Three weeks ago, just days after ESPN’s sale of B.A.S.S., new co-owner Jerry McKinnis was in Alabama following the finalization of the deal that shifted ownership from the entertainment sports network to a guy the fishing world knows and two others few had heard of.
McKinnis, of course, is a fishing icon after more than three decades in the television production business. He ran JM Associates in Little Rock, which he sold in 2007 to Career Sports Entertainment of Atlanta. McKinnis’s crew has been involved with production of fishing, hunting and outdoors shows on ESPN and other networks, as well as the FLW Tour and Bassmaster circuits.
His partners are Don Logan of Birmingham, a retired top executive with Time Inc. Logan is known for his acumen in the media world, having worked with such publications as Time, Sports Illustrated, People and, previously, Southern Living. Jim Copeland of Georgia is the former U.S. and Global chief of the international financial services firm Deloitte. He retired in 2003 for but currently is a director for three Fortune 500 companies.
With interest high in the entire bass fishing industry about the sale, we thought it worthy to publish this interview with McKinnis. It took place on Nov. 5 in Huntsville, Ala., where McKinnis was speaking to a group after his return from Orlando. During his visit in Alabama, he also stopped at the Bassmaster Weekend Series championship on Guntersville Lake for the opening morning launch.
How have things gone so far?
“It’s been a whirlwind. It’s been good. Someone asked me how I felt and I said I was scared to death, but in a good way. Being in a place in you’ve never been before always has been a bit motivating to me but I’d say it’s gone great. I have been so busy I have not paid attention to what all is going on out there.”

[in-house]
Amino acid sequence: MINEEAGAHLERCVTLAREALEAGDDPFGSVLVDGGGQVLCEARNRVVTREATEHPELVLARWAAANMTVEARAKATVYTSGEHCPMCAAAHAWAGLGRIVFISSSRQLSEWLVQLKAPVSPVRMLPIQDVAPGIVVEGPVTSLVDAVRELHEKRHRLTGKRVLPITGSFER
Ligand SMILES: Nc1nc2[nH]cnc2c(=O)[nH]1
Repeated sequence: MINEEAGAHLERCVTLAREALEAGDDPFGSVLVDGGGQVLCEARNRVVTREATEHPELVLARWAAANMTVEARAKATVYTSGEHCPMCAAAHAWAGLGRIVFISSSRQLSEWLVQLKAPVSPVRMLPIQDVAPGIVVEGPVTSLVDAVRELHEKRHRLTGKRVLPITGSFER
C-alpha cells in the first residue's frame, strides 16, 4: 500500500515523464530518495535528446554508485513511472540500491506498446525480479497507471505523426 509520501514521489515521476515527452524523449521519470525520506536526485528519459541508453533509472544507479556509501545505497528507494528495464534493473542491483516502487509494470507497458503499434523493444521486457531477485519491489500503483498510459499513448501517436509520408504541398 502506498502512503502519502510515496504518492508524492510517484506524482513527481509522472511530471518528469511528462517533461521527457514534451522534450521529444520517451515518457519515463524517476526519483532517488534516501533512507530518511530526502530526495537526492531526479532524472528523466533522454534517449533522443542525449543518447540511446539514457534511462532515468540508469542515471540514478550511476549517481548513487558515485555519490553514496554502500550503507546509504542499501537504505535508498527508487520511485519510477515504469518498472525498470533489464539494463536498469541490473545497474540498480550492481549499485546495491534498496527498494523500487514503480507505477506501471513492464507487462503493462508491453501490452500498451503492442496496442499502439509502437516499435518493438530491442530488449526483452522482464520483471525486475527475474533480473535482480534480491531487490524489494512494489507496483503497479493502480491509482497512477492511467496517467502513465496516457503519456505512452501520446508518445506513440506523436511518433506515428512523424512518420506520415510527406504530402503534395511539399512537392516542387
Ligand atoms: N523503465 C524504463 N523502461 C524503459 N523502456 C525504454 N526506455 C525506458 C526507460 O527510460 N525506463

You’ve said you’re a bit impatient. Has it been hard to sit back as the deal evolved?
“Sure, it has. It wasn’t like I knew better than someone else did. It’s just that I felt I had a lot of ideas that could be implemented and I realized a lot of things couldn’t be done because of ESPN and so on, that that was pretty frustrating. But that’s the most exciting thing; you’re turned loose.”
You’ve said it, Ray (Scott) has said it … the grassroots … something was lost with the split a few years back. How important is it to rebuild that?
“I was at the Federation championship, too. I don’t know if rebuilding it is right. Reviving it … maybe they’re the same thing. Of course, it’s terrible they’re split. I wish they were all together, even if they weren’t with B.A.S.S. I wish they were all together. Maybe sometime that will happen. The only thing I’m going to do right now is take care of what we have and what we have going.
“We have lot of presidents coming to the Classic (in February) and we’re going to meet with them and a have a breakfast, and that
hasn’t happened the last several years. I don’t feel they ask for a lot. They just want people out there to know about them. It seems like, because we have a television show devoted to it, all we think about is the Elite guys. And we do think about them. They’re important. But you try to do some things for the other levels and because it’s not as visible then everybody starts thinking you’re not doing anything. I think for the last few years no one has been doing a whole lot. I’ve been amazed … I went to the Federation just to learn. They flipped out. Jerry’s here watching us take off. The Weekend guys were the same way. It’s just great for everyone to know.
“I was asked what the first thing I was going to do and it was to put the periods back in B.A.S.S.”